Case for consumption boost

Nilanjan Banik

India is perhaps the only large economy in the world which is growing at a 6.5 plus per cent, and yet this growth rate is not supported by some fundamental micro and macro-economic indicators. The million-dollar question these days is can India sustain its rapid economic growth.  Importantly, in this phase of de-globalization, and disruption post-demonetisation, it will be a miracle if India can achieve a 7 per cent growth. President Trump has already signed an executive order to pull USA out of Trans-Pacific Partnership deal.

In India, common man in the street, and small and medium size entrepreneurs will vouch for a fall in overall demand. Some market pundits will echo similar sentiments by citing some micro-level data. There has been a fall in car, two-wheeler, and cement production. Exports are down and so are imports. In fact, service PMI (purchasing managers' index) tracking sales, employment, inventories, and price data of private service sector companies has shown a sharp decline in recent months. Service is the most important sector, contributing to 67 per cent of India's national income. The pessimistic business outlook is also reflected by a fall in foreign direct investment. And, all these have contributed to a fall in overall demand.

There are five components of demand, namely, consumption expenditure, investment expenditure, government expenditure, exports, and imports. The most important component of demand is consumption expenditure, explaining 70 per cent of the national income in 2016. Generating and sustaining income would therefore call for strategies that would generate income.

Although the consumer spending data has shown a tepid increase the bug lies in agricultural income, supporting livelihood of around 60 per cent population. However, recent data (considering one data point) can be an anomaly. It may be because of disruption caused by demonetisation. Therefore, it makes sense to look at five year long average data (capturing the trend) for these indicators.

Long term trend suggests, India's growth story is kept alive through higher government expenditure. Most part of government spending is because of implementation of government programmes and maintaining various government departments. Recent estimate shows GDP from public administration has now surpassed the GDP from the agriculture sector.

Not all aspects of government spending are bad. It makes sense to spend on infrastructure.  Make in India project, that is, incentivising manufacturing in India, will not be possible without having world class roads, ports and railways. And one has to give credit for government increasing fund for building infrastructure sector. Part of this is reflected in higher steel and cement consumption over years.

However, money spent on maintaining too many government departments is unworthy. For instance, department of sericulture can be merged with agriculture, higher education under science and technology, etc. At the time of e-governance, better delivery of public services can happen through a leaner, thinner and stronger (read, productive and transparent) government department. Also, ornate beautification of roads and public places without providing proper infrastructure facilities is uncalled for.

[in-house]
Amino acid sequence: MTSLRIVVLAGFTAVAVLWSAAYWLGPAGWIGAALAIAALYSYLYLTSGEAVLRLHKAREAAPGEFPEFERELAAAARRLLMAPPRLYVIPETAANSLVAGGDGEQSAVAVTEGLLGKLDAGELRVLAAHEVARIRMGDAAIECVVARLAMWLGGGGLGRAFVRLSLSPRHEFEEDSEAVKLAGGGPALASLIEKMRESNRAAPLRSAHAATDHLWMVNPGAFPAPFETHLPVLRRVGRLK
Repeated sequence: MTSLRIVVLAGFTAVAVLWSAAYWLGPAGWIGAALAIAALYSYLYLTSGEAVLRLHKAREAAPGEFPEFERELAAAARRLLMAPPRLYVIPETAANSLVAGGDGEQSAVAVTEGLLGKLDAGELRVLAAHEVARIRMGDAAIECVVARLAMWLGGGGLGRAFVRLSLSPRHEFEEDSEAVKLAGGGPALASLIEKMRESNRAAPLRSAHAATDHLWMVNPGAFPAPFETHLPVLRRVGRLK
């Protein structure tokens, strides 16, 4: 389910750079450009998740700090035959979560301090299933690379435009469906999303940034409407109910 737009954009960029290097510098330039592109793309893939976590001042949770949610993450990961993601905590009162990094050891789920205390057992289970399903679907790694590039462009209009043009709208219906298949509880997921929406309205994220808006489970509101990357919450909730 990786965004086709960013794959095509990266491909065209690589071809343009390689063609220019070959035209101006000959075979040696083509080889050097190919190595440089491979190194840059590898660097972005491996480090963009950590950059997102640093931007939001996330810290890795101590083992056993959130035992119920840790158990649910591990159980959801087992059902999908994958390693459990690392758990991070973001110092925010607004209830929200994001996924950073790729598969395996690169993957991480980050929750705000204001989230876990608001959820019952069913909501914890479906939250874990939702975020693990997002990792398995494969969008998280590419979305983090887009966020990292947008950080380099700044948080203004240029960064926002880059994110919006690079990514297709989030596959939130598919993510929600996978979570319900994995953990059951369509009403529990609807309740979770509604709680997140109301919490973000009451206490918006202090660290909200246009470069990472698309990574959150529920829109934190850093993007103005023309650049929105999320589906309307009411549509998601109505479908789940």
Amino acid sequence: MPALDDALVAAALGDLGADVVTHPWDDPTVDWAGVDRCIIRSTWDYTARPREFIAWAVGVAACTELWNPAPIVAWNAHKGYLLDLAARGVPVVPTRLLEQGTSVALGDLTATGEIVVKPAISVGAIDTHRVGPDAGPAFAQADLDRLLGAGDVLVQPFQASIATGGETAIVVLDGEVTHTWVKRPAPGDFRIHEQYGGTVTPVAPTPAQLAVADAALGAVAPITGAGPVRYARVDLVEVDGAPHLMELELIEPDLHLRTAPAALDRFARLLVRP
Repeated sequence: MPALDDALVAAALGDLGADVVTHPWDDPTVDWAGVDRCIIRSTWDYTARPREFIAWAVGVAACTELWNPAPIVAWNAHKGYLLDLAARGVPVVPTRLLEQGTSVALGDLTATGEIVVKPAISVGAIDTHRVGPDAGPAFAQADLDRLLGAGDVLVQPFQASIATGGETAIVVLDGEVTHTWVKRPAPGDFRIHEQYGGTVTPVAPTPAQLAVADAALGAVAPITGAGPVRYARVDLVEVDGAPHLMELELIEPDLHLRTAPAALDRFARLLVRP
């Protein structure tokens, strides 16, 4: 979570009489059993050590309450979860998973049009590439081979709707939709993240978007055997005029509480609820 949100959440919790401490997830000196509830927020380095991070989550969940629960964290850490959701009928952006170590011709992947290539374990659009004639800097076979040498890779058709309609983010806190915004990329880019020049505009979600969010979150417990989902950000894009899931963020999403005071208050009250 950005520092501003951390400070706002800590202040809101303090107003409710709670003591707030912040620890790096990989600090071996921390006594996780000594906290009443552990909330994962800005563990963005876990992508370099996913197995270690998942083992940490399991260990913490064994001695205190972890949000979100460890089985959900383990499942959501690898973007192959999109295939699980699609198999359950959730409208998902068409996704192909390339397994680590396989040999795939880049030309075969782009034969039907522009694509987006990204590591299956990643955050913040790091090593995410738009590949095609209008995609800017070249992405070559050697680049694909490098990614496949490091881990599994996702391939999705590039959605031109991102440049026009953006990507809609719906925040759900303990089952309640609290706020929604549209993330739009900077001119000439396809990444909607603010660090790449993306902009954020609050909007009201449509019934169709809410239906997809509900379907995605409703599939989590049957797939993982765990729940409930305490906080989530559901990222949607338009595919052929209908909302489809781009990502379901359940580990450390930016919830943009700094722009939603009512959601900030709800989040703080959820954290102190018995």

Sustaining this 6.5 per cent plus growth, and generating consumer demand will also require transferring funds to the poor and the deprived, so that distribution of income becomes more equal. Richest 1 per cent in India own 58 per cent of country's wealth. Around 26.1 per cent of its 1.27 billion population lives below poverty line and 63 million people have been driven into poverty due to high cost of healthcare and education. In this age of 3D printer and data algorithm, when manufacturing process is increasingly becoming mechanized, there is a need to incentivize micro, small and medium enterprises (MSME) sector.

Problem with MSME sector is access to finance. A flourishing MSME sector is much needed for employment generation. India has a growing young population, with two-third of its population below 35 years. Also the need of the hour is to increase investment in rural infrastructure, particularly because we still have to depend on rainfall for robust agriculture output.

There are some talks about giving unconditional cash transfers to the poor. Although at present government budget deficit and inflation are both under control however direct cash transfer is not a good idea. Cash transfer can at most help to create vote bank but not help the masses to sustain their income.  A better idea would be to give incentives for skill-development, and change the existing curriculum in colleges and universities, to make the students more employable.

Likewise, decreasing tax rate to increase demand may not be a good idea especially when a meagre 1 per cent of India's population pays tax. Data indicates there are only 24 lakh people who have income above 10 lakhs. Ironically, Indians bought 25 lakh cars every year since 2011. Decreasing tax rates for sure will increase tax buoyancy but its impact on raising consumption demand is questionable.  There is a need to increase consumption demand. How government does that we will have to wait and see. (IPA) 

Monday, 30 January, 2017